Culture

The Storming of Area 51: A Covert Journey to the Heart of America’s Worst-Kept Secret


Ninety miles northwest of the Las Vegas Strip, a dirt path veers off Highway 375 into the barren high desert. Called Groom Lake Road, it was unmarked on maps for decades. Even today there’s no sign, but most who make the turn at the base of Hancock Summit know exactly where they’re heading. The 14-mile stretch leads to the south gate of America’s worst-kept secret. It’s been referred to as Dream Land, Waterdown Strip, Paradise Ranch or simply “The Box,” but you probably know it as Area 51.

Groom Lake Road pierces the desert in a straight line that vanishes into the horizon. Wisps of white dust dot the trail ahead, ejecta clouds from cars too distant to be visible by the naked eye. Turn in any direction and you’ll see the same thing: brush, rocks and space — lots of it. The lack of water vapor in the air allows for almost surreal clarity of vision, but with no structures around for scale, judging distance is a challenge. Many hikers fall prey to this combination, setting off for a seemingly nearby ridge and never returning.

Will Tryon is here on this September afternoon to ensure this doesn’t happen to me. As the owner of the Las Vegas-based, GetYourGuide.com-affiliated Adventure Photo Tours, he’s spent nearly two decades bringing the curious to the border of Area 51. The installation’s remote location was chosen in part to attract minimal gawkers, but Tryon is charmed by the vast emptiness. “It has a captivating, lonely beauty to it,” he marvels as we kick up dust in his SUV, echoing Apollo 11 astronaut Buzz Aldrin’s description of the moon: magnificent desolation.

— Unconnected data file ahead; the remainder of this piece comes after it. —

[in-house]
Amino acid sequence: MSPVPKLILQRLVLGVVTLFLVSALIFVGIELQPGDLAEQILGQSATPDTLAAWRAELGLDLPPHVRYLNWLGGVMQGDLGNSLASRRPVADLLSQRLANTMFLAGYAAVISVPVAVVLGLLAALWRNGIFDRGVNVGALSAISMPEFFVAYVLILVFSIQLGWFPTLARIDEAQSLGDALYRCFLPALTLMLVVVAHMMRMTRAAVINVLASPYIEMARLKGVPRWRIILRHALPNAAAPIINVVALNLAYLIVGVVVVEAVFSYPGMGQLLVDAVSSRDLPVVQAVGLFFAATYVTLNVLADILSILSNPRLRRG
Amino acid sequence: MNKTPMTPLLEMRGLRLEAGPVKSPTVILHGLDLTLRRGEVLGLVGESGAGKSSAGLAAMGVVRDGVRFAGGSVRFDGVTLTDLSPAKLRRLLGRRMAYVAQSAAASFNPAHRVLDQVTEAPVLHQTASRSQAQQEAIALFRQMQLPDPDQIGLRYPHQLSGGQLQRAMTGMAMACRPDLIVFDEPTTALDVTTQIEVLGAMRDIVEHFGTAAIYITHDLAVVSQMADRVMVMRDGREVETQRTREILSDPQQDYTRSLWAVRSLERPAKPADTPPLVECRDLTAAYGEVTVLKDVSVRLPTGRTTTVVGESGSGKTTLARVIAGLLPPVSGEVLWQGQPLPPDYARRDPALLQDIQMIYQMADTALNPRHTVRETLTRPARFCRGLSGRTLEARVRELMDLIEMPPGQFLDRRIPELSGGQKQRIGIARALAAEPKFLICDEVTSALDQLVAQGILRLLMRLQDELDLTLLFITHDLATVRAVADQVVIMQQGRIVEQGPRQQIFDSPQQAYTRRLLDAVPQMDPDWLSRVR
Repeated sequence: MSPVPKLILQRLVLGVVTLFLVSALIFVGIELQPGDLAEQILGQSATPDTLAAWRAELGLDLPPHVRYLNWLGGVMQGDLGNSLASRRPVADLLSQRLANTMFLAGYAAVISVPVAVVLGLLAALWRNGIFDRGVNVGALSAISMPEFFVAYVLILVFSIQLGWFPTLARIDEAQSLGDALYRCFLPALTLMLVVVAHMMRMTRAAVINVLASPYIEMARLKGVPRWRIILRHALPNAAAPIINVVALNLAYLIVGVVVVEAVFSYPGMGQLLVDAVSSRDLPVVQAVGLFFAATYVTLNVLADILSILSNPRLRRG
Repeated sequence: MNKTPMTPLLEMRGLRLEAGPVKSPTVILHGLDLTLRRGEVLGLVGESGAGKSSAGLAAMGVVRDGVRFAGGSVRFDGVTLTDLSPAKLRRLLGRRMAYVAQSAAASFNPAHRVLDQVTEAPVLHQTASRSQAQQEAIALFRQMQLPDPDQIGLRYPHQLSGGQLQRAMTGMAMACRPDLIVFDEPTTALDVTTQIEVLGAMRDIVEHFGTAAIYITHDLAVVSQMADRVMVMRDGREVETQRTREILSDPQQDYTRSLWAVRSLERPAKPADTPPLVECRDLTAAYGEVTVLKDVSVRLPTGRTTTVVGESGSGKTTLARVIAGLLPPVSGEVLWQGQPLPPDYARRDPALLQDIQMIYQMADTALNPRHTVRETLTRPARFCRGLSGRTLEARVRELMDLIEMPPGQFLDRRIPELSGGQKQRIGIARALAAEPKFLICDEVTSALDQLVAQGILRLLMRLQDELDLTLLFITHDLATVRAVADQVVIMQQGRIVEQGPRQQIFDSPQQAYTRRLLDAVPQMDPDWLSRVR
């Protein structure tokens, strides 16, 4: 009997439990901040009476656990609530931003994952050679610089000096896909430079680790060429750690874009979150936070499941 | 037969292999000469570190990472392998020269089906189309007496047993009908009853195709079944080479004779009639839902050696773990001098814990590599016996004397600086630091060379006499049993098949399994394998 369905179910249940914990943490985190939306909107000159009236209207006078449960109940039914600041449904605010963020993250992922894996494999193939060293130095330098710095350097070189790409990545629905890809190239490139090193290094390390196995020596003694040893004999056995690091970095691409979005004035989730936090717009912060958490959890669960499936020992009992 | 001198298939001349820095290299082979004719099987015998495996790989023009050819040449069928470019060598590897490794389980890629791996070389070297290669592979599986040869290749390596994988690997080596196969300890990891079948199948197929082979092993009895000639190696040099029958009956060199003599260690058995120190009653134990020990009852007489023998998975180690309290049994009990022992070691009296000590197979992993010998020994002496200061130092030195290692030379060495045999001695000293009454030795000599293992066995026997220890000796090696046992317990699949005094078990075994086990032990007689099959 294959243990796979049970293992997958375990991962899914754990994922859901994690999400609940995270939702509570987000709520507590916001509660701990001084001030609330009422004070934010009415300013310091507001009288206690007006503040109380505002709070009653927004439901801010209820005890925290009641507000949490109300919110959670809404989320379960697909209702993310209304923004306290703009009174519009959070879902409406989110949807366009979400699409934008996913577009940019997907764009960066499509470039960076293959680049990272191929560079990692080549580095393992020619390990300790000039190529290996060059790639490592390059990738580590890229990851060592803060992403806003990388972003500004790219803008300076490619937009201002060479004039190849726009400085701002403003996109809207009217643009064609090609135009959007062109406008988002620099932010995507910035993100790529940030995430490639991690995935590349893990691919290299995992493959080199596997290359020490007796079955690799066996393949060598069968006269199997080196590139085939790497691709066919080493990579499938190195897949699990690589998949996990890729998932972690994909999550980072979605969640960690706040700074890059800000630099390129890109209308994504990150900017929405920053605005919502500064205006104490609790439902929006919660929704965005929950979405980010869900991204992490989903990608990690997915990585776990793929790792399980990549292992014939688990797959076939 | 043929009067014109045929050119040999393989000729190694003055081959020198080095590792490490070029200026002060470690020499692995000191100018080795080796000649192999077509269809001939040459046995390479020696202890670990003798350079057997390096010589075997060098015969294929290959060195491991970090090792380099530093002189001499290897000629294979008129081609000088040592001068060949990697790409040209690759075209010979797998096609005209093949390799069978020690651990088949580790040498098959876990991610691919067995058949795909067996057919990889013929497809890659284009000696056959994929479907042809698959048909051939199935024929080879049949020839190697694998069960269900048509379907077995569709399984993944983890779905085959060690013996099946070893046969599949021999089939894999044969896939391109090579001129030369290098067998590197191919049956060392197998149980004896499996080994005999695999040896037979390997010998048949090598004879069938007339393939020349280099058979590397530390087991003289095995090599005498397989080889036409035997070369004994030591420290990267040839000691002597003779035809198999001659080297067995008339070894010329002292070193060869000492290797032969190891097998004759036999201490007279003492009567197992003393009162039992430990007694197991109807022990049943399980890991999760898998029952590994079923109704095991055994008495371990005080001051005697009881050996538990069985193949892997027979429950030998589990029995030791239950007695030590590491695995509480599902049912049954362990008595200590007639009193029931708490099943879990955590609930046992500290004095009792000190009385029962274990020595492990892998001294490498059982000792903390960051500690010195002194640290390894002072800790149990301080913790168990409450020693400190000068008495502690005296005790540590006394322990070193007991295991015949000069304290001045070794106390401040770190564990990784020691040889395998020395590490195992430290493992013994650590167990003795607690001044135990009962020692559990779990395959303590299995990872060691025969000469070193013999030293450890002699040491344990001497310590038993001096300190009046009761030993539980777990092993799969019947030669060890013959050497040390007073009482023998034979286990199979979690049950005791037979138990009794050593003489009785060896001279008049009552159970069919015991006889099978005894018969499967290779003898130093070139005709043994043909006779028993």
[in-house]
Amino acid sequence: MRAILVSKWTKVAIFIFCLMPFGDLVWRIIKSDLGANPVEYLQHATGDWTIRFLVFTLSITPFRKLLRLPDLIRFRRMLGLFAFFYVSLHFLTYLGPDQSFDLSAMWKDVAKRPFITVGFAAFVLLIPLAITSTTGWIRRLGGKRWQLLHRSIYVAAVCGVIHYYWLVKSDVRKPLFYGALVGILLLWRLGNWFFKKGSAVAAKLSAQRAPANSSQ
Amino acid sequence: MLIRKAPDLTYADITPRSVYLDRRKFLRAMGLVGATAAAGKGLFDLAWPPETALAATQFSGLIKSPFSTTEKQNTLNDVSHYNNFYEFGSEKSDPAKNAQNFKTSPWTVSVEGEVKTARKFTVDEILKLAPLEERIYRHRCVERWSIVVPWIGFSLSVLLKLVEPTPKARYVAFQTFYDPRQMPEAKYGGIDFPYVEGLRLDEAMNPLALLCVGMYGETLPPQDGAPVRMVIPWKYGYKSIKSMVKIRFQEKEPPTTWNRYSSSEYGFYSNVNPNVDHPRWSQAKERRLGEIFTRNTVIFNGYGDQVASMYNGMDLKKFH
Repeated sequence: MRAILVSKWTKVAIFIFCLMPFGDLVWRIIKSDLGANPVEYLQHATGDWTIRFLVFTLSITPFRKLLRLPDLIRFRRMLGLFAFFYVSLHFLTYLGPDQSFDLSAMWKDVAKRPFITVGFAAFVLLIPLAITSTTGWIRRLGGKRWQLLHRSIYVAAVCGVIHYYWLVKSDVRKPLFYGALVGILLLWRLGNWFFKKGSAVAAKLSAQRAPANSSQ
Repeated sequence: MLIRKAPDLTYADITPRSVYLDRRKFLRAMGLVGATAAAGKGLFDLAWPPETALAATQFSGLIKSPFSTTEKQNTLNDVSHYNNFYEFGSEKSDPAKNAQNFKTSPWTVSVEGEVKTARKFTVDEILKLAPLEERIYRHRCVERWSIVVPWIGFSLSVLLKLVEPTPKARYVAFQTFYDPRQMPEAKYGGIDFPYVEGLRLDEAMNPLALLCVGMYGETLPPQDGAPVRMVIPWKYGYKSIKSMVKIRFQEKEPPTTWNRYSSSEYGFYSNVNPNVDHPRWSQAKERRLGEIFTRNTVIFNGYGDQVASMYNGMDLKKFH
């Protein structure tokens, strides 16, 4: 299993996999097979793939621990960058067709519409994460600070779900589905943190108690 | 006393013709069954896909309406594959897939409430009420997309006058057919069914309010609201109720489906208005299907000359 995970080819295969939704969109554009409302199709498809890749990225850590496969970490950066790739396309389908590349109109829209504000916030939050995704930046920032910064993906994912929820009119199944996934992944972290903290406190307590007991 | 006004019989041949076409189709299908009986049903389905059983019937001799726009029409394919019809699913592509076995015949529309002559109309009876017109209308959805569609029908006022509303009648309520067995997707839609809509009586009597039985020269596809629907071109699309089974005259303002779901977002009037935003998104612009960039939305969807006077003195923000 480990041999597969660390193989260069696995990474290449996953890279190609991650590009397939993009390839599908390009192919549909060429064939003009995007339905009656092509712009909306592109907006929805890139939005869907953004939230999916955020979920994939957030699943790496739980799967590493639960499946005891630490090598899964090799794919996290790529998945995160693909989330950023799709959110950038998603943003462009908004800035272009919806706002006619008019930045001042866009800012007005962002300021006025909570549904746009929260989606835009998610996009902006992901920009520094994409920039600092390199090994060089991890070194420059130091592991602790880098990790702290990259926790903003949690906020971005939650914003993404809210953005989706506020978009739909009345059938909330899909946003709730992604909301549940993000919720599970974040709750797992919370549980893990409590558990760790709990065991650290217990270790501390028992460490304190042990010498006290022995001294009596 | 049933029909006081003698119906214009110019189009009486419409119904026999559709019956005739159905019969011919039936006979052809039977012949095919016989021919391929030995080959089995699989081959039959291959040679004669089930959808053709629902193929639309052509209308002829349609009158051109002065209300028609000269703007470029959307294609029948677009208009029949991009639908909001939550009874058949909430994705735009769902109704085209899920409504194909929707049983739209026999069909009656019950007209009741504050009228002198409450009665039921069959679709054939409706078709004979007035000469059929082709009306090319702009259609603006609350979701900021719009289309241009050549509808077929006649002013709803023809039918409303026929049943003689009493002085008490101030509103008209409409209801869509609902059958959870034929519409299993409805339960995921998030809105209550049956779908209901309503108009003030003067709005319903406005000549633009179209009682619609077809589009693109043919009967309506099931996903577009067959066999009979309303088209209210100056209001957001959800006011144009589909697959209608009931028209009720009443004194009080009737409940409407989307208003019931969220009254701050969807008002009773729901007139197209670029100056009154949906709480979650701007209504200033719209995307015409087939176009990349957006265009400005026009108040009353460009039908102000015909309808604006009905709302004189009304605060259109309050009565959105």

Strange plants start to appear as we proceed down Groom Lake Road, and we pull over to take a closer look. Tryon tells me these are mutated Joshua Trees, stick straight at the base rather than the bush-like healthy variety. He says it’s a result of the atomic blasts that occurred at the Nevada Test Site, some 35 miles downwind, where at least 100 nuclear weapons were detonated between 1951 and 1962. “There was a lot of fallout that came through here” he says matter-of-factly. I look at my dust-covered shoes and wonder if they should be placed in a HAZMAT bag. Tryon senses my concern and assures me there’s nothing to worry about.

Finally we come to a “Road Closed” sign and a handful of orange pylons, guarded by half a dozen members of the Lincoln County Sheriff’s department. They’re a remarkably friendly bunch, considering the seriousness of their assignment, and we spend a few minutes chatting. Assuming this is as close as we’re going to get, I begin to head back to the car. “Wait!” a policeman calls after me, with a note of genuine concern in his voice. “Don’t you wanna see the gate!?” I’m informed that cars are off limits, but we’re free continue on foot.

The Sheriff’s squad is certainly more friendly than the men in the white 4×4 pickup truck staring down …read more

Source:: People.com

      

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